- Assist quickly: Provide links to your campus help desk, open office hours, and to Blackboard Help, videos for students, and videos for instructors. Make sure that educators have a channel to report and resolve technical difficulties quickly. (The linked resources are available in English only.)
- Mentor each other: Recruit early adopters as mentors to educators who are just starting out. Administrators and department chairs can use the technology themselves and serve as role models.
Our Technology Showcase provides a great venue to inform faculty about a wide variety of technologies, seminars, and other professional development opportunities available to them.
- Eric Kunnen, Emerging Technologies Coordinator, Grand Valley State University
Grand Valley State University is exposing both faculty and students to exciting, new technologies. In a Technology Showcase room situated in a high traffic area of the library, the new technologies include a 3-D printer and the latest features in Blackboard Learn.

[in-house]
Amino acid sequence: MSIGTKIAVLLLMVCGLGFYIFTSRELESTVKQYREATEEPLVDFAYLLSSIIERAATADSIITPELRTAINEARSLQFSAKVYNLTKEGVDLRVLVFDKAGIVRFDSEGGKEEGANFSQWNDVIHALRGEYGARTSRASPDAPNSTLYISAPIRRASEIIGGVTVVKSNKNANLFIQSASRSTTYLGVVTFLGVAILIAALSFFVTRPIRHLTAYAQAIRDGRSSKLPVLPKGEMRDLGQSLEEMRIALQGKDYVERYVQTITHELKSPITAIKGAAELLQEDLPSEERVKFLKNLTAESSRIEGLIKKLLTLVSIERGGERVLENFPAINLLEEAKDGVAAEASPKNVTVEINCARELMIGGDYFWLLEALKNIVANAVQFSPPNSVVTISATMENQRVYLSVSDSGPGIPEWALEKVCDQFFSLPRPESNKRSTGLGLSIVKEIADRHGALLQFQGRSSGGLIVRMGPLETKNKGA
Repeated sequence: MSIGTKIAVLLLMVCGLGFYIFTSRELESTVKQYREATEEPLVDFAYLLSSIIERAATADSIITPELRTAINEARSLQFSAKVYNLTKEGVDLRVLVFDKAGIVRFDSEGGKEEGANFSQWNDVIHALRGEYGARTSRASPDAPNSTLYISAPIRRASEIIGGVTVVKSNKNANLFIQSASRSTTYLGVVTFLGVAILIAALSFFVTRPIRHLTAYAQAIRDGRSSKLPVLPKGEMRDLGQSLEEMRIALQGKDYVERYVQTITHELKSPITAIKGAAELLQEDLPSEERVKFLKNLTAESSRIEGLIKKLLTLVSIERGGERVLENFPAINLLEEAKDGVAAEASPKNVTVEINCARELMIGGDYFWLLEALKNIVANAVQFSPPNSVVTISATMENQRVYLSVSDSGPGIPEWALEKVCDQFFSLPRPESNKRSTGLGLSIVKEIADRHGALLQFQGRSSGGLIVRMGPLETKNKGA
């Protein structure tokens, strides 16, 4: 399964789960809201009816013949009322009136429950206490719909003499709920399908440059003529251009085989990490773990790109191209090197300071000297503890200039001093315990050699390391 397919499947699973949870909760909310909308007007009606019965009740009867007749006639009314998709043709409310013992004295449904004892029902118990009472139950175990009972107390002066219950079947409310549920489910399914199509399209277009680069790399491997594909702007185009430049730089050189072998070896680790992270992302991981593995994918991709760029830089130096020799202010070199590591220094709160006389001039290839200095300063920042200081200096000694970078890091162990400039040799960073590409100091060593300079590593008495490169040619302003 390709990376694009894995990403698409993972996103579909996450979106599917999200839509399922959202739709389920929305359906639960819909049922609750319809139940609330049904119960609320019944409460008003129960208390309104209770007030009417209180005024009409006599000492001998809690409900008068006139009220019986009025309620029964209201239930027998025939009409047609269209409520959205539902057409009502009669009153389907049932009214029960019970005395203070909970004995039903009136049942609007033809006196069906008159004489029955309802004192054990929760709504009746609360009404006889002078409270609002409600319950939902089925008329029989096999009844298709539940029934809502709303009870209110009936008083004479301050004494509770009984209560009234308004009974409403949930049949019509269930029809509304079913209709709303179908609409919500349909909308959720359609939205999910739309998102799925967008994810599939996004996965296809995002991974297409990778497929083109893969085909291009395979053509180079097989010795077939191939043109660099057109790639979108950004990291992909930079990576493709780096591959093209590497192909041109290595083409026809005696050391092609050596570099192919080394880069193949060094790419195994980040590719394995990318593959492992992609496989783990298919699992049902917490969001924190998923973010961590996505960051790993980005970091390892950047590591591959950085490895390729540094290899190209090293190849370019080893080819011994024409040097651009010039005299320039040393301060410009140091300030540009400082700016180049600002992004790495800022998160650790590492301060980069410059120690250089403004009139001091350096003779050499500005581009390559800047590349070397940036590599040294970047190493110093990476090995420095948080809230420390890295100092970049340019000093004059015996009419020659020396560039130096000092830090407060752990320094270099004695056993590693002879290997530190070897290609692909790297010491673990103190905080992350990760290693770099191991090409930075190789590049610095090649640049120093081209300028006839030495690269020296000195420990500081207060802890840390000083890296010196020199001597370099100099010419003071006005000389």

Increase effectiveness of online courses
Educator Concerns: Aren't retention rates lower for online courses? How do I keep students from cheating? Are students disciplined enough to succeed in online courses?
Administrators report that 60% of faculty say that lower retention rates in online courses is one of their major concerns about adoption of online course technology . Cheating and under-prepared students are also valid issues. Blackboard has tools that directly address these pieces of the larger puzzle—creating quality education for students.
- Orient students: Provide opportunities for students to practice in Blackboard before enrolling in a course. Develop a standalone course that gets students comfortable with online learning. Or, consider licensing the Blackboard Learn Student Orientation that you can customize for your school's specific needs. Instructors can also give ungraded assignments at the beginning of the term to let students practice with tests, turning in assignments, and using communication tools. (The linked resources are available in English only.)